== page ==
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Facebook Is Not the House

These days I can’t get through a presentation on the use of social media in marketing without someone inquiring whether they should use Facebook as the primary web presence for their business.

“I mean, it’s free and look at all these cools tools you can add to your Fan Page.”

Let me be very clear on my thinking on this: Facebook is not the house, Twitter is not the house, your social profiles spread far and wide are not the house.

Your hub, your blog, your website—that’s the house. Build the house, fix the house, decorate the house and invite the party to the house, because it’s the one thing you can own and control. It’s an asset you can grow rather than space you simply rent.

Your activity in social media is all about building a persona and brand that draws people to the house, whether you’re a plumbing contractor, consultant, or someone that wants to create a path to a better career. Build rich and engaging hubs on Facebook, LinkedIn, Twitter or wherever your prospects hang out, but remember you’re always going home.

Focusing too much attention on your Facebook play is like spending a bunch of time decorating and fixing up a neighbor’s house while they are traveling Europe for a year or two. It may be a nice place to throw a party or entertain, but you don’t really own it.

An issue of control

The greatest reason I take this stance is because of control. You don’t control what’s being said, contributed and added to a social network profile like Facebook. You get to rent the space, but anytime Facebook decides it wants to remodel, you have no say.

A lot of smart online folks are raving about Facebook’s recent addition of a commenting tool that integrates with blog commenting systems like WordPress. There are a couple features with this tool that, on the surface, are alluring—comments made on your blog are automatically posted to the person’s Facebook profile for example.

However, here’s what should be the deal killer for anyone considering this tool. The comments don’t sync with your WordPress database, which is another way of saying Facebook now owns your blog comments. Facebook has done nothing that demonstrates them worthy of this kind of trust.

Keep this very important distinction in mind—you’re not a Facebook customer, you’re part of the product that they sell—and that makes all the difference in how they view you.

But, fix up the house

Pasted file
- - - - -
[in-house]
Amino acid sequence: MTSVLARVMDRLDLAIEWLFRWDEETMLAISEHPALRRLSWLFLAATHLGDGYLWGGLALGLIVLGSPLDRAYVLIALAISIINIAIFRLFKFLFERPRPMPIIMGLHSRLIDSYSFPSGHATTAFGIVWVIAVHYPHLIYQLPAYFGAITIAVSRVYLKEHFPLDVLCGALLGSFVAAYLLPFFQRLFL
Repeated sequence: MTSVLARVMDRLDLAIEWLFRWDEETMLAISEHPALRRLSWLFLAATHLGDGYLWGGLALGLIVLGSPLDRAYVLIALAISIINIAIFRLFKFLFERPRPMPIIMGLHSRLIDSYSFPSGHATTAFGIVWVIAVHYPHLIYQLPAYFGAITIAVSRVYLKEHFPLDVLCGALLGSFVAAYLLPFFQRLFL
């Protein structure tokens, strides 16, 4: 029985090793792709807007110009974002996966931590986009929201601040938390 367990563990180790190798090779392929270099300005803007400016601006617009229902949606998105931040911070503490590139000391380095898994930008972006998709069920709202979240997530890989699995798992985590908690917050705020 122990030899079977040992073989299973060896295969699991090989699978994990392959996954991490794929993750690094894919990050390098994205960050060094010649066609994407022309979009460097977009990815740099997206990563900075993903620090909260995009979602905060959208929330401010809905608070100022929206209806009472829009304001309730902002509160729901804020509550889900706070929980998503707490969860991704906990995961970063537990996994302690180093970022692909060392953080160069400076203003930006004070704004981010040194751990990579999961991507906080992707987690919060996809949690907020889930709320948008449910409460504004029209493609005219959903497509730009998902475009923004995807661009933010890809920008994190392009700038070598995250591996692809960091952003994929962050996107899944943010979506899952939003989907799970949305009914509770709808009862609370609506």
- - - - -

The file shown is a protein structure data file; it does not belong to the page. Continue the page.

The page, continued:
I hope you understand that the real house isn’t the physical real estate that I’m calling your blog or website, it’s the way you interact with customers, your email correspondence, your words, your consistency, your ease of use, your responsiveness, your use of video—all the things we’ve come to collectively call your brand.

There’s little value in working hard to attract people to the house if the foundation is cracked or the chairs aren’t cozy to sit in. You can certainly blow a bunch of cash on expensive art for the walls, but the real money might be better spent on making the house as guest friendly and comfortable as possible.

It’s just different in there

Here’s the other thing about relying on social networks as a primary commerce tool. It’s not an effective pipeline for most marketing related calls to actions. So, even the gentle come by our open house will likely fall flat.

I’ve experienced countless examples of people with huge followings promoting a book launch of even free webinar with little or no response while a mention on that same person’s blog makes the cash register ring loudly.

The porch is the bridge

Since social media relationships are so easily formed and mostly casual in nature, you must go to work on building reasons for people you engage in these settings to gather on the porch first. Do that and you’ll start to form the personal engagement to move them to the party—your blog or email list.

Most people’s marketing efforts in social media fall flat for that single reason alone. No matter how engaging your efforts seem on Facebook, they’ll never match the power of your email list or loyal blog following.

It’s not enough to get followers and fans, you must create the bridge that leads them to the house and that’s a step that eludes the social media first mindset.

Facebook and Twitter have an appropriate place in the overall brand and business building efforts, but you’ll never find your social media efforts paying off unless you invest appropriately in the house.

This post originally appeared on AMEX OPENForum

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